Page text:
I recently turned sixty. At this point in life I see myself looking both forward in time to what I will do next and backwards to the lessons learned from my past. I am looking forward to starting a new adventure as a creativity coach. While I am excited about it, I am also feeling that tiny bit of fear and trepidation that is only natural when one starts a new endeavor. One thing about being older is that you possess the knowledge that this fear will not last and a little courage allows you the freedom to try new things without knowing how they will turn out.

Looking back to my youth I realize that even though I was always interested in art, it was only a lack of courage that prevented me from devoting more of my life to my passion. This lack of courage also kept my art small and not as expressive as I would have liked. I have found it is always easier to be courageous when someone is watching your back; standing behind you and urging you on. This is what a good coach is meant to do. It would have been nice to have a coach when I was young. I would have gained more confidence in my art at an earlier point in time.

Looking forward to the future, I hope to serve this purpose for other artists. I intend to be the type of coach that I would have wanted when I was younger: someone who is able to encourage without interfering and someone who has the courage to communicate observations without judgment.

A few years ago I was not even aware that there were creativity coaches. I am glad that I found the Creativity Coaching Association. This is a valuable field. I regard being the sentinel watching the backs of others to be an honorable position. I want to encourage others in their artistic pursuits.

~ Janice M. Reynolds is a CCA Certified Creativity Coach, an award winning visual artist, a wife and a C.P.A.  You can reach her at janicemreynolds@comcast.net.

New CCA Coaching Certification Courses Starting Soon!

Life is not about finding yourself...
Life is about Creating yourself.

~ E.W. Wilcox


If you've been thinking about becoming a creativity coach, or adding creativity coaching to your existing life coaching, consulting, or therapy practice, we invite you to explore CCA's Certification Program. Our program includes a variety of basic and advanced coaching courses that can be done online or through telecourses in a reasonable period of time. The knowledge and skills you will develop in this program will serve your own work and open up opportunities for you to professionally coach others.

For details, please visit our Certification Program web page for a full explanation of the courses offered and requirements.

Tap into Our Database of Creativity CoachesCCA Logo

"Twenty years from now you will be more disappointed by the things you didn't do than the ones you did do. So throw off the bowlines. Sail away from safe harbor. Catch the trade winds in your sails. Explore. Dream. Discover."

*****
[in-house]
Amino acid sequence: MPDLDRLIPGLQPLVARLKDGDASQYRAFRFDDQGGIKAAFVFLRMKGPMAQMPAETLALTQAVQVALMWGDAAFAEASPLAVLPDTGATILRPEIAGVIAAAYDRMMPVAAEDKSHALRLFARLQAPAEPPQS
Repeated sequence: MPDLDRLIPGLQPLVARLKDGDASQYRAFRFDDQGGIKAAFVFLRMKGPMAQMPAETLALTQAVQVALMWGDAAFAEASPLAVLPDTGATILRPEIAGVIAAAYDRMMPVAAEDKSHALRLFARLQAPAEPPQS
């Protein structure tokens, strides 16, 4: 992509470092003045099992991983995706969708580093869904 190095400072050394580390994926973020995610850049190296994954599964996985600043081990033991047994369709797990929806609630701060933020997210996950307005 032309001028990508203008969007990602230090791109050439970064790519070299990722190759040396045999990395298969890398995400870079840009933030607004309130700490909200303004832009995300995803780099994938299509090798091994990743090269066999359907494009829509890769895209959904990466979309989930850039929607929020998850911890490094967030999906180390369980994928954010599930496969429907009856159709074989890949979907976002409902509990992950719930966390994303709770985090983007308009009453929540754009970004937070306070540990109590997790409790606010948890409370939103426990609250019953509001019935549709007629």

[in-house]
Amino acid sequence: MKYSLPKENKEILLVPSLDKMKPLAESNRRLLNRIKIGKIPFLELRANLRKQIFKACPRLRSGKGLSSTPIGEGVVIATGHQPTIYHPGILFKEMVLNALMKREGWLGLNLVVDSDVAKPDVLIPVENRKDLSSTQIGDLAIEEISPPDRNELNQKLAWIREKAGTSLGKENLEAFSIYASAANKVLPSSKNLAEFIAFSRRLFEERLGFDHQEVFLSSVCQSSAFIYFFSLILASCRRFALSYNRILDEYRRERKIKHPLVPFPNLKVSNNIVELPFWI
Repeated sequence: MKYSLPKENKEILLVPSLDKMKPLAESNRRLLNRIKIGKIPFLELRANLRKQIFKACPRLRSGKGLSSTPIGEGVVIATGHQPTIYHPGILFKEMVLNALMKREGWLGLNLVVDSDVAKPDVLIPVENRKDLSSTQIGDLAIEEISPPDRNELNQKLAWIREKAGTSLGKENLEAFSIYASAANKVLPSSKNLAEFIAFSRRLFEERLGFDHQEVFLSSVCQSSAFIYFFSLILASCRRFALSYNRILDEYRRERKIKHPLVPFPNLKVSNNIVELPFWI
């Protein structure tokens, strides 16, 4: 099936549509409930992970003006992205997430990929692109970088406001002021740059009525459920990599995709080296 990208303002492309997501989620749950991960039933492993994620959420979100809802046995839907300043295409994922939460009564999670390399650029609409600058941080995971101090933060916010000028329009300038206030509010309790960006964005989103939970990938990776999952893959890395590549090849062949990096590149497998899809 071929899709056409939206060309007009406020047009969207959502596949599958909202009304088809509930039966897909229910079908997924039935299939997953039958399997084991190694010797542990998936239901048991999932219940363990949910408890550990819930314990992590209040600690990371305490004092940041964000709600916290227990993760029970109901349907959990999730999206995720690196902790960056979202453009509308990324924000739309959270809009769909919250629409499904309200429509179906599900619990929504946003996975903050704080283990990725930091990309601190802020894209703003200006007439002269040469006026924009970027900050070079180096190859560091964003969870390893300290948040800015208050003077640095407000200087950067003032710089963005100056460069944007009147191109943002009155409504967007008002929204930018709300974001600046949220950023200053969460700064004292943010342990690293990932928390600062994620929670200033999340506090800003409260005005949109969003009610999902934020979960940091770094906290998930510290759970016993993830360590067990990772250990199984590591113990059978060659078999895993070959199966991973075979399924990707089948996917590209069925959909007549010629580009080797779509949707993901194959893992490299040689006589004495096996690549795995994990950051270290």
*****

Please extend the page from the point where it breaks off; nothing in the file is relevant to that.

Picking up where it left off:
--Mark Twain



Are you:

  • just starting out in exploring your creative desires?
  • a working artist who is stuck on a creative project?
  • looking for something new to juice up your creative work?
  • going into midlife and feeling that now is finally the time to do the art you always wanted to do?
  • already a known artist but interested in taking your success to the next level?

For any of these situations, why not hire a creativity coach? Check out our database of over 80 coaches who are ready to work with you and propel you forward. CCA-member coaches specialize in nearly 100 different specialties.

Find a coach here.



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Permission to Create Given!

book coverIf you have not yet purchased your own copy of Inspiring Creativity, why not take advantage of this special offer today? An anthology of 22 powerful essays by professional creativity coaches, the book will get your creative juices flowing and make you feel more confident, excited, and ready to tackle your creative work.

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Special Offer: $12.75 + $6.00 Shipping = $18.75 (Note: This offer is good only for copies to be mailed within the United States. It does not apply to copies to be mailed to Canada or overseas. If you live outside the United States, please email publisher@creativitycoachingassociation.com to find out how much your postage costs will be.)

Click here to purchase a copy now.

Hope You Enjoyed Our Newsletter!

This is the end of the April 2014 issue. Send us an email and let us know your thoughts and suggestions. 

Note: If you are a life coach, executive coach, literary agent, therapist or any other profession involved with creative people, and you are interested in joining the Creativity Coaching Association, please drop me a note at join@creativitycoachingassociation.com for information.